Skilled nursing and assisted living facilities enhance family and community ties

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[SPONSORED CONTENT: This story was written by Robin DeMonia of Direct Communications for Sylacauga Health and Rehab]

Sylacauga, Ala. – With Father’s Day just weeks away, Valerie Scoggins sat next to Ray Stephenson in his assisted living apartment at Sylacauga Health and Rehab Services, and helped him share stories accumulated over 93 years.

These stories took Stephenson from his native Texas to Alabama, then from Birmingham to Childersburg, where he put down deep roots, raised five children and continued to work until he was 86.

For Stephenson, some of the memories along the way have faded. But his eyes still shine as Scoggins recounts family lore from his time as an Air Force aviation mechanic, door-to-door salesman, farmer and owner/handyman of dozens of rental homes in the Sylacauga/Childersburg area. .

“You were a jack of all trades,” Scoggins said.

“And a master of none,” Stephenson replies with a broad smile.

Scoggins had the day off and was simply visiting as the daughter of a “super good man”. But she is also the director of clinical services for Noland Health Services, which owns Sylacauga Health and Rehab as well as the nearby Spring Terrace assisted living facility.

She considers it a blessing to work at a facility that served her mother before her death and continues to serve her father. “It’s actually been kind of comforting to me because I know how they’re taken care of and I can check on them easily,” Scoggins said.

Scoggins’ experience is not entirely unique. In small town healthcare facilities, family ties are not uncommon – and indeed, the sense of family connection often goes far beyond blood.

The greater community of Sylacauga recently voted Spring Terrace “Best of Coosa Valley” among assisted living facilities, and Sylacauga Health and Rehab received the same recognition in the skilled nursing category. But for staff, residents and their families, what sets the two facilities apart is the ties to their hometowns that unite them all.

“My husband’s teacher is here. The ladies who took care of me when I was 4, it’s up to us to take care of them now. I learned my ABCs from a lady and got to hold her hand when she died,” said Shannon Faircloth, executive director of Sylacauga Health and Rehab. “It just shows how life revolves around.”

Many employees are like Faircloth. They grew up in the area, know the residents and their families, and have invested years of their lives in jobs that keep them firmly rooted in their community. “I walk down the hall and people say, ‘You look like your mom,'” Faircloth said. “It’s literally home away from home.”

Holidays don’t go unnoticed here, and for the days that aren’t holidays, well, everyone likes to make them special too.

For Father’s Day this weekend, there will be ‘Floats for Fathers’, a social event featuring root beer floats. In the coming weeks there will be a petting zoo and a fishing adventure at the facilities pond. This year, on Mother’s Day weekend, there were “Muffins for Moms” as well as an ice cream social hosted by a resident’s family member.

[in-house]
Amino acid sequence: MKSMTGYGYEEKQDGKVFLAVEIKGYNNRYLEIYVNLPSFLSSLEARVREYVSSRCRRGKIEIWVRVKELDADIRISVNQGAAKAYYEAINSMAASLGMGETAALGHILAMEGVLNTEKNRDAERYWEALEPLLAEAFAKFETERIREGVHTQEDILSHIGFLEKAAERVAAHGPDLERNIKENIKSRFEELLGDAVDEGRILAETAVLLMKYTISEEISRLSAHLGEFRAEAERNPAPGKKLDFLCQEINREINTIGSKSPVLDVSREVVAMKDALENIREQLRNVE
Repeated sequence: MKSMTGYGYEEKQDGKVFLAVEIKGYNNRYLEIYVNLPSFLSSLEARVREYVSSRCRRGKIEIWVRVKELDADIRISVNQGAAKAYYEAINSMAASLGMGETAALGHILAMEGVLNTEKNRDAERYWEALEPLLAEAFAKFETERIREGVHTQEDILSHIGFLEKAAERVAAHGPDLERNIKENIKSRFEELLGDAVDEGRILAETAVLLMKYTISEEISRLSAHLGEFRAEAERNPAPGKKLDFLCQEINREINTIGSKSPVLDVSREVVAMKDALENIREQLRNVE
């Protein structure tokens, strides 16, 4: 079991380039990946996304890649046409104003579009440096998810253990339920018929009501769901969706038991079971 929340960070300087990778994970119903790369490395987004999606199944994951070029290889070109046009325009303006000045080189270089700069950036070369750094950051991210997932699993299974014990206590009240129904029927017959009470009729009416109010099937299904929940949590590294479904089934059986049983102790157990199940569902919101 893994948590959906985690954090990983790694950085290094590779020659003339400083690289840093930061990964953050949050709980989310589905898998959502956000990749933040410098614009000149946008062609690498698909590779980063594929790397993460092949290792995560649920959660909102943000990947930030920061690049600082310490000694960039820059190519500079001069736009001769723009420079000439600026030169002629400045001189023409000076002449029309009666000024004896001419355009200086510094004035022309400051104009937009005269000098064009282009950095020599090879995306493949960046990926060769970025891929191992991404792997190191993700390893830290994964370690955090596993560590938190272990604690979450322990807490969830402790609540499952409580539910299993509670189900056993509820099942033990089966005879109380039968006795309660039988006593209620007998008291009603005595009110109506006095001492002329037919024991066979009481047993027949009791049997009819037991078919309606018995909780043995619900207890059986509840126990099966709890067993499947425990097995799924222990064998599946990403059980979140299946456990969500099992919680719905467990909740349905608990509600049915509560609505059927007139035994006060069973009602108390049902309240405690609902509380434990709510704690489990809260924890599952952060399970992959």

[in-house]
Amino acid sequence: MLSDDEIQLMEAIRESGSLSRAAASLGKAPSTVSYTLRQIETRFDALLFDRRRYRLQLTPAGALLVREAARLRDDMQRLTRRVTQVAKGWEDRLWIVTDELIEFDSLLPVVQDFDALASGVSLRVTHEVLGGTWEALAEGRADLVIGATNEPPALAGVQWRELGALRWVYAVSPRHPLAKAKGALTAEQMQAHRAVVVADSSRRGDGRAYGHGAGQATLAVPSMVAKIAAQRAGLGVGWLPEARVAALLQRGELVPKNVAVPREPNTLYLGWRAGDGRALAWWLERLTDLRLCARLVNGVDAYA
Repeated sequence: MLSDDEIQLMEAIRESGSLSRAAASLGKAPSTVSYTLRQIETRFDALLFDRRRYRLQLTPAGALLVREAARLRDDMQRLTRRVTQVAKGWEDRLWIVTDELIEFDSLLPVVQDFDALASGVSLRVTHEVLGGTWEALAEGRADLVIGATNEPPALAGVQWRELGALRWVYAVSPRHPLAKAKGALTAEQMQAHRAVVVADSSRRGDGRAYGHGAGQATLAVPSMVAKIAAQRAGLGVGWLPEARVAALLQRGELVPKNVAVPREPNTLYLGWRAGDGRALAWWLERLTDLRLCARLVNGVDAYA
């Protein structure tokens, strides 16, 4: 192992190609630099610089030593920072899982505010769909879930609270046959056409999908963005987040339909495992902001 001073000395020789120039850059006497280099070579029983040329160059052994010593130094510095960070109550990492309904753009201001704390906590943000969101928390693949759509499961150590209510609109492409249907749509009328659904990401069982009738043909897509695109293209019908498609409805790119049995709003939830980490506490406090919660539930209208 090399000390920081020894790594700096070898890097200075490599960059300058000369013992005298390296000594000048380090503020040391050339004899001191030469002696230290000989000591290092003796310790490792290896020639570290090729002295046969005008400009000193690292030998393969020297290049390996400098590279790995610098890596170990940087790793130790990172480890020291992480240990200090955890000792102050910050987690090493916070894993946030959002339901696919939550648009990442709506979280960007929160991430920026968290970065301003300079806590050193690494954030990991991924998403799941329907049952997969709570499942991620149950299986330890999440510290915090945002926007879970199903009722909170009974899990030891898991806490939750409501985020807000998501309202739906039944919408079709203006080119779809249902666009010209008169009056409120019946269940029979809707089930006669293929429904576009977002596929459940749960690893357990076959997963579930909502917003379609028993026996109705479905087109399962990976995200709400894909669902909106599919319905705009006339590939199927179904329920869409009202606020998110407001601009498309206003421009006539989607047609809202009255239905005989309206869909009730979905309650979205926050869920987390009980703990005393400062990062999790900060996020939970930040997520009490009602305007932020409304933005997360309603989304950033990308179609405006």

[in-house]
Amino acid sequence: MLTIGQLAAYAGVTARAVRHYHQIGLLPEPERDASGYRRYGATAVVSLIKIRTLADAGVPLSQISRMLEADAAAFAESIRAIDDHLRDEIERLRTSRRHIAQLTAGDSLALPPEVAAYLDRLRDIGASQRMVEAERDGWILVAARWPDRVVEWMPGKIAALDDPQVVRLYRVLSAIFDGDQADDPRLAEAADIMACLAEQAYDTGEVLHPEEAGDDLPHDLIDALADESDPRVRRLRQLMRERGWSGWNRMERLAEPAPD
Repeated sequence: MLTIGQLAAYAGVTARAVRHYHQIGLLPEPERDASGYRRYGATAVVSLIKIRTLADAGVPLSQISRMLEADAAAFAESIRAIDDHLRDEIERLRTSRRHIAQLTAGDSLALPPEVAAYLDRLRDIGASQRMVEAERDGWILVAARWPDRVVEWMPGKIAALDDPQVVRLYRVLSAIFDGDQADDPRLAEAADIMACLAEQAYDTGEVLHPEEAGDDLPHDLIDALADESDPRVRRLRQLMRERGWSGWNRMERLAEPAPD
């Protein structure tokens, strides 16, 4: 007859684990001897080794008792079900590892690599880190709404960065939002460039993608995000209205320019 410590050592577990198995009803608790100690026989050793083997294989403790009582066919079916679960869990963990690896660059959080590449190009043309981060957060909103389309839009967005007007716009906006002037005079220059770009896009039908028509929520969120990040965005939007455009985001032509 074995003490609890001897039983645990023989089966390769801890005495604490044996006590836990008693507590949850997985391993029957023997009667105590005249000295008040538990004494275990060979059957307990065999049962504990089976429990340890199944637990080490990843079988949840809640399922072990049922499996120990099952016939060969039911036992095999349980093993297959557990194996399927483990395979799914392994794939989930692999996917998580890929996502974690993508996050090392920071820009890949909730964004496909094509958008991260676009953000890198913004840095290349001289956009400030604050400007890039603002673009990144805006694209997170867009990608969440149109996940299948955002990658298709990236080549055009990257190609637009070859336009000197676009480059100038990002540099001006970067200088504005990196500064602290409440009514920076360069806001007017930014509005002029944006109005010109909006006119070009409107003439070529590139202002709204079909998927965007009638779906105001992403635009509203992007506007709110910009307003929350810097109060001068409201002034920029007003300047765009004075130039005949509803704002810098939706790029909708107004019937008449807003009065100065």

April Duncan’s mother, Barbara Bailey, has multiple sclerosis and has lived at Sylacauga Health and Rehab since 2009. The ice cream party, scheduled to last one hour, lasted five hours, and Duncan didn’t care. everything.

“It’s as much for the staff as it is for the residents,” Duncan said. “They are so grateful. Their job is not easy.

Duncan, who now lives in Georgia, has classmates who work at the facility and she has become close with the entire staff. His family’s Christmases are celebrated on site with them. Her husband, Edwin, asked for her hand at the nursing home in front of a room full of residents, family and staff who help orchestrate the proposal. But what matters most to Duncan are the daily social activities like bingo and crafts that keep his mother smiling despite her physical limitations.

“She has a good life. We didn’t realize what she was missing until she experienced life here,” Duncan said. “My mother said to me, ‘I don’t know what they would do without me here.’ She feels important to them. She feels needed. She feels loved. She is not afraid. She knows that if she gets sick, they will take care of her.

On the contrary, these ties were strengthened during the COVID crisis when families could not visit.

“They were the ones who would walk by and pat my mom’s foot and leave her that human touch when no one else could,” Duncan said. “Staff have looked for every possible way to safely engage residents – physically, always, but also emotionally.”

Scoggins’ father first came to Spring Terrace in 2015 because of his mother, whose mind and physical health had begun to decline. Stephenson recognized that his wife needed more help than he could provide, and he was the first to admit it. He continued to be equally lucid about his own growing needs over the years.

“Throughout his life, he always knew where he needed to be. He’s been such a soldier through it all,” Scoggins said. “The greatest comfort for both of us is knowing that someone is there to help him when he needs it.”

Faircloth said some staff members spend decades on the job and, in a small community, they regularly meet relatives of their residents at the grocery store and elsewhere. Their bonds are often eternal, forged not only in happy times, but also in difficult times – perhaps the initial difficult decision to seek care or the painful moments at the end of a life.

“We are becoming families for families,” Faircloth said.

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